The golden-cheeked warbler and black-capped vireo were listed by the U.S. Fish and Wildlife Service (USFS) as endangered in 1990 and 1987, respectively. In 1992 the 10,000 hectare Balcones Canyonlands National Wildlife Refuge (BCNWR) was established in the State of Texas to protect habitat for these two species. The warbler occupies later successional stages of oak and Ashe juniper woodland habitat during the breeding season while the vireo prefers early successional shrublands. Contemporary habitat models for songbirds often lack fine-scale habitat information mapped over large areas. Light detection and ranging (lidar) data and high spatial resolution National Agriculture Imagery Program color infrared (NAIP-CIR) aerial photography were used to characterize habitat structure and composition over the entire refuge. Habitat features such as successional stages, conifer and broadleaf tree canopy cover, tree density, and vertical and horizontal structural complexity were derived using machine learning and other statistical methods. Validation of the remote sensing applications indicated a strong relationship between field and lidar-derived tree canopy height (n=192, r=0.83) and percent canopy cover (n=95, r=0.97), characteristics that are important for modeling warbler and vireo occupancy. These data are being combined with 2012 breeding season songbird point count surveys to assess habitat occupancy across BCNWR and adjacent lands.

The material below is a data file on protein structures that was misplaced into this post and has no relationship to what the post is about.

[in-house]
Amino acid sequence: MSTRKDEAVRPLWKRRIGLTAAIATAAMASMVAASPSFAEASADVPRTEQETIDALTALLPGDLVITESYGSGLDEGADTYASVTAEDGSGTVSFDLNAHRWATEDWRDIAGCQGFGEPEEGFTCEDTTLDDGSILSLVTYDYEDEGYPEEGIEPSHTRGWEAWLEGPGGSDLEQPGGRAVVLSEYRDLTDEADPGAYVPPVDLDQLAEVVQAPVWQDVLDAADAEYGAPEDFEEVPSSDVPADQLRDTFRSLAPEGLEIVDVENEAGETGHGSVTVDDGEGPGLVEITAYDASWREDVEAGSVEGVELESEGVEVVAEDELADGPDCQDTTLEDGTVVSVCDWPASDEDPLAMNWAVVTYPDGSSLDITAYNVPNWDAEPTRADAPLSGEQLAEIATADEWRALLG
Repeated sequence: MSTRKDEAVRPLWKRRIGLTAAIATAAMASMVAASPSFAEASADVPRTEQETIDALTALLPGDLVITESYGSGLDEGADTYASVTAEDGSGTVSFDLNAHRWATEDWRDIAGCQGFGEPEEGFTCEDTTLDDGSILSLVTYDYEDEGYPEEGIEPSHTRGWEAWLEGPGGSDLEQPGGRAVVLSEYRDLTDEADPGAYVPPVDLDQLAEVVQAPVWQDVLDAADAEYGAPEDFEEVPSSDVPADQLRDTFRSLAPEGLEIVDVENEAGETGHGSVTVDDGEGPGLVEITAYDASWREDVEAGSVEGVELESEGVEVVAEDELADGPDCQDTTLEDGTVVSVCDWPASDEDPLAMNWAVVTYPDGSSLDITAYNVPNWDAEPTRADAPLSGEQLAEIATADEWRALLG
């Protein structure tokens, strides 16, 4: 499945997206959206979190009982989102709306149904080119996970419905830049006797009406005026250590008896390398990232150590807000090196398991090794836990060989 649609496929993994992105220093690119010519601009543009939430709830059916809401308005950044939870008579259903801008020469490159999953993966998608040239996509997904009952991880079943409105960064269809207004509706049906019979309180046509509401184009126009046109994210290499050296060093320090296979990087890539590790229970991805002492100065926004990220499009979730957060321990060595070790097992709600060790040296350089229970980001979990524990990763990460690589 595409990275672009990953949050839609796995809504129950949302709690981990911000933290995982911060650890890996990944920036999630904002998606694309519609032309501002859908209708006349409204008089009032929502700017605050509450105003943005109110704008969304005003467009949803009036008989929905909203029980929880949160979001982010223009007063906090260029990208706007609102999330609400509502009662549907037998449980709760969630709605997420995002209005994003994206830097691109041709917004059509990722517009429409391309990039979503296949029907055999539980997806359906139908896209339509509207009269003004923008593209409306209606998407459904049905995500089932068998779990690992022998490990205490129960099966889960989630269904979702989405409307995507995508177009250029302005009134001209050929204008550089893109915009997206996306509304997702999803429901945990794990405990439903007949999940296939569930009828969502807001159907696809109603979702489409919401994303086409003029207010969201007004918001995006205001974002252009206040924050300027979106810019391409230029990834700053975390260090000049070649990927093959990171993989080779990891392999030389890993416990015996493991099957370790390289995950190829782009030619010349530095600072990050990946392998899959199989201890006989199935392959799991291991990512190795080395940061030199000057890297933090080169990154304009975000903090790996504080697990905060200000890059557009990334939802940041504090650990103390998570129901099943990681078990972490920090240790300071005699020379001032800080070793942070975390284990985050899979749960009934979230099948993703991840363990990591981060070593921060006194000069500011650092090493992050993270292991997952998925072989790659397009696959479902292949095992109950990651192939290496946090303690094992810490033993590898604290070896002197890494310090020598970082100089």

The study takes place on (A) Balcones Canyonlands National Wildlife Refuge, Texas, and uses (B) NAIP-CIR and discrete return lidar data to characterize songbird habitat features for oak and Ashe juniper woodlands.